Recently I was told, “Greg, you are one strong cup of coffee.”
I like that. Here’s why I am the way I am:
1. I believe life is very, very short. Both of my parents died in their 60’s. One of my best friends died last year at 54. I am 47. I think the fundraising sector needs to change, now! I don’t have time to wait. Today could be my last day. I have a tremendous sense of urgency.
I believe I need to get things done now! I guess that makes me a bit abrasive.
2. Complacency is a prelude to disaster. Our sector is failing to improve. That frustrates me tremendously. The fact that revenues from charitable gifts have been stuck at just 2% of GDP (gross domestic product) for over four decades is a crime. And it’s not the donors’ crime. It’s ours. We need to take responsibility for this. Imagine how much good could be done if we helped the revenues from charitable gifts grow to just 2.5% of GDP! That could add almost another $100 billion to help others! The sector can’t be complacent any longer.
I believe the sector must change now! I guess that makes me a bit abrasive.
3. The technology for success already exists. Technology is a game-changer. When it’s leveraged properly, it can make almost anything more effective— including fundraising. For example, just look at how much more efficient Uber, Apple, Google, and others have made all of us. But the nonprofit sector has been slow to adopt new technologies and strategies even though doing so would increase giving, make donors happy and make fundraisers more effective. But too often I run into people in the sector that don’t want to change. They don’t want to adopt new ways of doing things.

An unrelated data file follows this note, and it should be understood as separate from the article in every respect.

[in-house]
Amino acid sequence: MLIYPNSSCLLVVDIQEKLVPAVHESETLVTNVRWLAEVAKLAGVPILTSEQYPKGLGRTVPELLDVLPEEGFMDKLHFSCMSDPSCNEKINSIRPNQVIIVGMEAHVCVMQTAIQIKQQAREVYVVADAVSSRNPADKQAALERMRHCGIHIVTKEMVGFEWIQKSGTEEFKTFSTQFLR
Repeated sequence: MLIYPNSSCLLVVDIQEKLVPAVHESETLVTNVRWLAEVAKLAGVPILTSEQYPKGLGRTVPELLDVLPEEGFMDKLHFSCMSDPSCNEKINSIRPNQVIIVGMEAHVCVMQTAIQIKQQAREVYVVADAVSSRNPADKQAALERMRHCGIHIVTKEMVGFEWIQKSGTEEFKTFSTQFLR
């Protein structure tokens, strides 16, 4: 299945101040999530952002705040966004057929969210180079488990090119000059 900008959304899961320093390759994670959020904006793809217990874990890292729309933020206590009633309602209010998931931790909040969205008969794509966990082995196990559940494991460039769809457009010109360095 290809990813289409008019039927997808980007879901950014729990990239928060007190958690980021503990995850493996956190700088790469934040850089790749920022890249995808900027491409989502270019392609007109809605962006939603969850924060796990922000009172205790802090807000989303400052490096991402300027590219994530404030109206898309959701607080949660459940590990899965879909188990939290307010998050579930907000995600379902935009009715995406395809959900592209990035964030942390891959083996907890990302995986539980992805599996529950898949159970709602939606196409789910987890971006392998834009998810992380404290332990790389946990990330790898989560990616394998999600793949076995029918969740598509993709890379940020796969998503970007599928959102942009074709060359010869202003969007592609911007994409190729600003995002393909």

I believe nonprofit staff needs to embrace new technologies now! I guess that makes me a bit abrasive.
4. Too often donors are treated very poorly. Sometimes I wonder if lots of nonprofit staff might not be donating. Could the majority of them, perhaps, feel that they don’t need to donate since they already work hard all day helping to make an impact? If that’s the case, then it explains why so many nonprofits have such poor retention rates. It explains why so many lack donor-centricity. You can’t be donor-centric if you don’t know how it feels to be a donor, can you? The absence of donor-centricity leads to poor treatment of donors. I think that isn’t right and isn’t nice.
I believe nonprofit staff needs to treat their donors the same way they’d want to be treated! I guess that makes me a bit abrasive.
Remember, I got into this because I was a pissed off donor. I wanted to figure out how to ensure that donors, like me, were treated better.
Less spray and pray marketing.
Less show up and throw up fundraising.
Less abuse of major donors and others.
I beg you, please don’t misconstrue my frustration.
What some perceive as abrasive others perceive as passion.
I’m on a mission. My train is moving. Will you get aboard? I hope so!
If not, please get out of the way because this sector must change for the good of donors everywhere, for the good of the beneficiaries of your donors’ gifts, for the good of the staff at your organization, and for the good of millions of organizations around the world.
Whew! Maybe I should switch to decaf.
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